W.Va. cancer trials network to begin
CHARLESTON (AP) – A statewide cancer clinical trials network scheduled to launch in the spring is expected to improve West Virginians’ access to advanced treatments.
The West Virginia Cancer Clinical Trials Network would broaden access for patients to cancer related clinical trials. It also would unite government agencies, academic institutions, civic groups and health care organizations in a concentrated effort, said Scot Remick, director of the Mary Babb Cancer Center in Morgantown, who will serve as the network’s director.
A recent study by the West Virginia University College of Business and Economics said the network would generate an estimated $11 million in new economic activity and hundreds of jobs in its first year.
“There’s unlimited opportunity to network across the state,” Remick told the Charleston Gazette. “When you start looking at the economic impact it becomes very significant.”
One in five of the more than 10,000 West Virginians diagnosed with cancer each year leave the state to receive care, the study said. It estimated that about $360 million is spent in other states for West Virginians’ cancer care.
“The fact of the matter is having access to clinical trials is part of cancer care. It’s state-of-the-art care,” Remick said. “A lot of patients in West Virginia have other (health) issues, you’re losing additional revenue.”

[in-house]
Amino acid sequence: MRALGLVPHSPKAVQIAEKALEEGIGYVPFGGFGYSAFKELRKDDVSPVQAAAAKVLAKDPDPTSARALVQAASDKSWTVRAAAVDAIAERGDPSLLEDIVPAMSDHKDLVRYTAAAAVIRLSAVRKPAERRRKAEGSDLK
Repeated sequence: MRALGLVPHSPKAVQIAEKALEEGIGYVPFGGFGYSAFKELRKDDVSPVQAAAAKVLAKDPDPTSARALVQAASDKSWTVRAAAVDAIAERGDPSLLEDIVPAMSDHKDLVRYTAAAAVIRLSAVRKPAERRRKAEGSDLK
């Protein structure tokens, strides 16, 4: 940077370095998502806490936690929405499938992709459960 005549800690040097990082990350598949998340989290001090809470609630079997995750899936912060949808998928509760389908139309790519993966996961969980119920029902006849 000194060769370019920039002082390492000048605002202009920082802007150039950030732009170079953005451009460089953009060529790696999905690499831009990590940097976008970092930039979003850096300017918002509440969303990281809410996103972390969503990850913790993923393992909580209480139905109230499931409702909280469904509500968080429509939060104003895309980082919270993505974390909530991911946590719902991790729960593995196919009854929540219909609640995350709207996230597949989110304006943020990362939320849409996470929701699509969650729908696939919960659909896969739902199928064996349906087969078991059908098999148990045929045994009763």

Several state medical centers are partnering with the new network, including the Mary Babb Randolph Cancer Center, Beckley Oncology Associates, Berkeley Medical Center in Martinsburg, Camden Clark Memorial Hospital in Parkersburg, Davis Memorial Hospital in Elkins, Ohio Valley Medical Center in Wheeling, St. Mary’s Hospital in Huntington and Thomas Memorial Hospital in South Charleston.
Remick estimated the network will need $6 million to $9 million to support the effort.
The network will look to partners, philanthropy and the state oncology association for funding in the first five years. Funding after that will primarily come from revenue generated by clinical trials, grants, fundraising and potential additional funding from partners.
“This needs to be West Virginia-focused, West Virginia-centered,” Remick said. “It’s about keeping people closer to home for contemporary care.”
He said West Virginia’s network is being modeled around the University of New Mexico’s trial network.